Authorities close private hospital in Hainan

Hainan’s medical tourism hopes have been dealt a blow as Chinese authorities closed a private hospital dispensing fake medicine.

A private hospital on Hainan Island in China has been closed down after it dispensed fake HPV vaccines to dozens of patients.

The Health Commission of Hainan has closed Boao Yinfeng Healthcare International Hospital in the city of Boao, after a police investigation that is still continuing.

Some vaccines were smuggled in from overseas before the drug was approved in China, while others were illegally made in Jilin province.

The hospital began administering the fake HPV shots three months before the Chinese regulator approved Merck’s Gardasil vaccine against human papillomavirus, which causes cervical cancer. All of the patients given fake shots had paid US$1,300 to be immunised.

The health commission said the hospital did not have approval to administer HPV vaccines and some of the shots were given before it officially opened in March 2018. It was also in breach of hospital management regulation because it had rented out its medical cosmetics department to a beauty parlour from Qingdao, which authorities suspect administered the fake vaccinations. Its medical institution business licence was revoked, and the hospital was fined, while authorities have confiscated the illegal proceeds of the fake vaccinations. It is not known whether any arrests had been made in the case, and the investigation is continuing.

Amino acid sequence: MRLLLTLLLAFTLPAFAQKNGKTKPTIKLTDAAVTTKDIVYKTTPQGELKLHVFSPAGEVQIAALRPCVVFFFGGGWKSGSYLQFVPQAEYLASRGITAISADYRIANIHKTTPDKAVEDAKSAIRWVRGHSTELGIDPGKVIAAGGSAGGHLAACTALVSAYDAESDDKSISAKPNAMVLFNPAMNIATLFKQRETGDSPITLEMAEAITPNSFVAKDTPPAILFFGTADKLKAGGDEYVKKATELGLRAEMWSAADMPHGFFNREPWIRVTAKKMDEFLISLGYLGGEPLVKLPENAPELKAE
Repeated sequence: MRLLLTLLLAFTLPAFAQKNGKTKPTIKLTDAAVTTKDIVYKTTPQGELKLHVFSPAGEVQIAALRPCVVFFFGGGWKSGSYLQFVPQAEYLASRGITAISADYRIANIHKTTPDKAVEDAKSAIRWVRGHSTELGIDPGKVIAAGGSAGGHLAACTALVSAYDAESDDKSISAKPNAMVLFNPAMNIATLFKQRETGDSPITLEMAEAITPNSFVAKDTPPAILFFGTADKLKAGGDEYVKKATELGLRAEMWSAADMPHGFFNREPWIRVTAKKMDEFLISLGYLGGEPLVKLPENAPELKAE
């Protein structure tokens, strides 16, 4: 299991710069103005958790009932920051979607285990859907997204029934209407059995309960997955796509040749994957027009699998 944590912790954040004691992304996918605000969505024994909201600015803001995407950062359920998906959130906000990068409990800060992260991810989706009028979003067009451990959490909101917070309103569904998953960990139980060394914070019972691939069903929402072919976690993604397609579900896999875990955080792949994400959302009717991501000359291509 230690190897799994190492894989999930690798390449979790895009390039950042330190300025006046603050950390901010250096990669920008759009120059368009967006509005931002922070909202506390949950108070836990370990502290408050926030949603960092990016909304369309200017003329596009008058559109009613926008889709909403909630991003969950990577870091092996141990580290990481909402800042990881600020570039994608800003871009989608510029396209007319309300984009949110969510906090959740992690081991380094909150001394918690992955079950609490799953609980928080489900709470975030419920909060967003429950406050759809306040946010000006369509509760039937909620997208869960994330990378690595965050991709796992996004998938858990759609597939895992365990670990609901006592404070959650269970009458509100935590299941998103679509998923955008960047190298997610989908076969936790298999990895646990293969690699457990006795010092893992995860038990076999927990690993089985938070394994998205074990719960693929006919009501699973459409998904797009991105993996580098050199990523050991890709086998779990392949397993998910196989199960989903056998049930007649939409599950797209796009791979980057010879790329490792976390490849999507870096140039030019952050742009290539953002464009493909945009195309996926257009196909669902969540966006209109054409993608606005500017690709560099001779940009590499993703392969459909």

Some patients were told the hospital could receive the vaccine before it was officially approved because it was located in a medical tourism pilot zone, giving it preferential access to treatments.

The Lecheng International Medical Tourism Pilot Zone has preferential policies where new drugs and technologies not yet allowed by China can be used in the zone, as long as they are permitted in the USA or Europe. Stem cell research can be performed, together with other cutting edge treatment normally heavily restricted in China. Foreigners can set up majority-owned businesses.

Twenty-seven projects have been started in the zone to date, with a third completed so far. Three are already operating. Among them is the Yiling Life Care Centre, specialising in Traditional Chinese Medicine that has 270,000 member patients from across China. TCM is as much prevention as treatment, so an annual fee includes four visits each year.

By 2030, the Lecheng Pilot Zone aims to have at least 100 projects operating, offering a full range of services including cancer treatment, cosmetic surgery, anti-aging treatment, health management and rehabilitation.

The target of 5 million tourists, including 500,000 medical tourists, from Greater China, Chinese provinces, and other countries, is considered ambitious and could be difficult to achieve.